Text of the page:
These extremist whites are caricatured as ineffectual members of the lunatic fringe. Civil rights activists, however, saw them for what they really were: calculating, dangerous opponents prepared to use terrorism in their stand against reform. To dismiss white militants is to underestimate the challenge they posed to the movement and, in turn, the magnitude of civil rights activists’ accomplishments. The extremists helped turn massive resistance into a powerful political phenomenon. While white southern elites struggled to mobilize mass opposition to racial reform, the militants led entire communities in revolt.

Rabble Rousers turns traditional top-down models of massive resistance on their head by telling the story of five far-right activists—Bryant Bowles, John Kasper, Rear Admiral John Crommelin, Major General Edwin Walker, and J. B. Stoner—who led grassroots rebellions. It casts new light on such contentious issues as the role of white churches in defending segregation, the influence of anti-Semitism in southern racial politics, and the divisive impact of class on white unity. The flame of the far right burned brilliantly but briefly. In the final analysis, violent extremism weakened the cause of white southerners. Tactical and ideological tensions among massive resisters, as well as the strength and unity of civil rights activists, accelerated the destruction of Jim Crow.

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Raccoon John Smith

Frontier Kentucky's Most Famous Preacher

Elder Sparks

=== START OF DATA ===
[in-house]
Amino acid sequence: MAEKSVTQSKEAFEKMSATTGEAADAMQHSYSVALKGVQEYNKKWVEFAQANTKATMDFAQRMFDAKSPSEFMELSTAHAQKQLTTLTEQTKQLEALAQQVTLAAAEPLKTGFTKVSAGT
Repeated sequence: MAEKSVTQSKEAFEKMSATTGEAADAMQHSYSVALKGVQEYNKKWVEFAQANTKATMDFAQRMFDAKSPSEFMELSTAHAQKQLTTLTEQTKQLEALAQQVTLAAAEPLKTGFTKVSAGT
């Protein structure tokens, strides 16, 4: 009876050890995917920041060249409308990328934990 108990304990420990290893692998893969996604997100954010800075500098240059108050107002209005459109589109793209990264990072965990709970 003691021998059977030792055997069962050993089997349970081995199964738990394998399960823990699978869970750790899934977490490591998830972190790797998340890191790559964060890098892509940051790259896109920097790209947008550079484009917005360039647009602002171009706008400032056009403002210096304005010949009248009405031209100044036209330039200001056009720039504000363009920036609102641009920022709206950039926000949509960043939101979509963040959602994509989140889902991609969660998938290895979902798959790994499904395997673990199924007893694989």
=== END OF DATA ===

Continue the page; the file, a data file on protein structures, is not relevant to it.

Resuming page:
The Disciples of Christ, one of the first Christian faiths to have originated in America, was established in 1832 in Lexington, Kentucky, by the union of two groups led by Alexander Campbell and Barton W. Stone. The modern churches resulting from the union are known collectively to religious scholars as part of the Stone-Campbell movement. If Stone and Campbell are considered the architects of the Disciples of Christ and America’s first nondenominational movement, then Kentucky’s Raccoon John Smith is their builder and mason. Raccoon John Smith: Frontier Kentucky’s Most Famous Preacher is the biography of a man whose work among the early settlers of Kentucky carries an important legacy that continues in our own time. The son of a Revolutionary War soldier, Smith spent his childhood and adolescence in the untamed frontier country of Tennessee and southern Kentucky. A quick-witted, thoughtful, and humorous youth, Smith was shaped by the unlikely combination of his dangerous, feral surroundings and his Calvinist religious indoctrination. The dangers of frontier life made an even greater impression on John Smith as a young man, when several instances of personal tragedy forced him to question the philosophy of predeterminism that pervaded his religious upbringing. From these crises of faith, Smith emerged a changed man with a new vocation: to spread a Christian faith wherein salvation was available to all people. Thus began the long, ecclesiastical career of Raccoon John Smith and the germination of a religious revolution. Exhaustively researched, engagingly written, Raccoon John Smith is the first objective and painstakingly accurate treatment of the legendary frontier preacher. The intricacies behind the development of both Smith’s personal religious beliefs and the founding of the Christian Church are treated with equal care. Raccoon John Smith is the story of a single man, but in carefully examining the events and people that influenced Elder Smith, this book also serves as a formative history for several Christian denominations, as well as an account of the wild, early years of the Commonwealth of Kentucky.